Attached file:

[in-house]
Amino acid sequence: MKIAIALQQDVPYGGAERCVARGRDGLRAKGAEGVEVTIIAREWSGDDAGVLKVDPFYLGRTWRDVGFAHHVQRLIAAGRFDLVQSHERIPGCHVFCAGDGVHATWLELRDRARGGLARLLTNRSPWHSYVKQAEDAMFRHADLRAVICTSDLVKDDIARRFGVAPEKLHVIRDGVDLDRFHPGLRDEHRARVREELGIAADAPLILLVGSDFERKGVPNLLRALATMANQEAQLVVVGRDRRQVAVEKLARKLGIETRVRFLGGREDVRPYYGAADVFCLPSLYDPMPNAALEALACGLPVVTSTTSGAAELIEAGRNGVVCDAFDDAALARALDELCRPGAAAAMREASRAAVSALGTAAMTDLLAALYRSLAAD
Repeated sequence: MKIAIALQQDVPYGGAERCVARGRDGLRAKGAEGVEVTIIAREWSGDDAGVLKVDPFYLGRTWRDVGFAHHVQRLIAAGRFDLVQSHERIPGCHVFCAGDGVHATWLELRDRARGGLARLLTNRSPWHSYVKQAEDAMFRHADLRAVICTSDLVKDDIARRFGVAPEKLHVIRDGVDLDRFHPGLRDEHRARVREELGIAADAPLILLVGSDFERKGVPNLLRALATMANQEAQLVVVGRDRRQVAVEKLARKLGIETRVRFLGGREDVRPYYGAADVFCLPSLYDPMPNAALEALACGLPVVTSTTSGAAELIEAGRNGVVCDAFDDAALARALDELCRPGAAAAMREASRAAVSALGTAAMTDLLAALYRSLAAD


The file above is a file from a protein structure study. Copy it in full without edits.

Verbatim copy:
[in-house]
Amino acid sequence: MKIAIALQQDVPYGGAERCVARGRDGLRAKGAEGVEVTIIAREWSGDDAGVLKVDPFYLGRTWRDVGFAHHVQRLIAAGRFDLVQSHERIPGCHVFCAGDGVHATWLELRDRARGGLARLLTNRSPWHSYVKQAEDAMFRHADLRAVICTSDLVKDDIARRFGVAPEKLHVIRDGVDLDRFHPGLRDEHRARVREELGIAADAPLILLVGSDFERKGVPNLLRALATMANQEAQLVVVGRDRRQVAVEKLARKLGIETRVRFLGGREDVRPYYGAADVFCLPSLYDPMPNAALEALACGLPVVTSTTSGAAELIEAGRNGVVCDAFDDAALARALDELCRPGAAAAMREASRAAVSALGTAAMTDLLAALYRSLAAD
Repeated sequence: MKIAIALQQDVPYGGAERCVARGRDGLRAKGAEGVEVTIIAREWSGDDAGVLKVDPFYLGRTWRDVGFAHHVQRLIAAGRFDLVQSHERIPGCHVFCAGDGVHATWLELRDRARGGLARLLTNRSPWHSYVKQAEDAMFRHADLRAVICTSDLVKDDIARRFGVAPEKLHVIRDGVDLDRFHPGLRDEHRARVREELGIAADAPLILLVGSDFERKGVPNLLRALATMANQEAQLVVVGRDRRQVAVEKLARKLGIETRVRFLGGREDVRPYYGAADVFCLPSLYDPMPNAALEALACGLPVVTSTTSGAAELIEAGRNGVVCDAFDDAALARALDELCRPGAAAAMREASRAAVSALGTAAMTDLLAALYRSLAAD